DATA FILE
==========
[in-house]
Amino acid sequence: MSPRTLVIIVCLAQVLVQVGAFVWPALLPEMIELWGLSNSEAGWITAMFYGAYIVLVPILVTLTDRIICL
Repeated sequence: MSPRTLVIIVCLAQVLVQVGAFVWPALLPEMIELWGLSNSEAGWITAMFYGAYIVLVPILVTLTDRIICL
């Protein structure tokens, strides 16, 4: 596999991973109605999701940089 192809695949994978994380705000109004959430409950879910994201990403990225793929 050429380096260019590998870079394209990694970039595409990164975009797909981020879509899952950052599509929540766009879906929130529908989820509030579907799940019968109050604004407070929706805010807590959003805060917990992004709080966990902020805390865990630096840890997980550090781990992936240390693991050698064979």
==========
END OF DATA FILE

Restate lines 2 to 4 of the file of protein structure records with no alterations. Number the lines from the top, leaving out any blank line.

Amino acid sequence: MSPRTLVIIVCLAQVLVQVGAFVWPALLPEMIELWGLSNSEAGWITAMFYGAYIVLVPILVTLTDRIICL
Repeated sequence: MSPRTLVIIVCLAQVLVQVGAFVWPALLPEMIELWGLSNSEAGWITAMFYGAYIVLVPILVTLTDRIICL
């Protein structure tokens, strides 16, 4: 596999991973109605999701940089 192809695949994978994380705000109004959430409950879910994201990403990225793929 050429380096260019590998870079394209990694970039595409990164975009797909981020879509899952950052599509929540766009879906929130529908989820509030579907799940019968109050604004407070929706805010807590959003805060917990992004709080966990902020805390865990630096840890997980550090781990992936240390693991050698064979």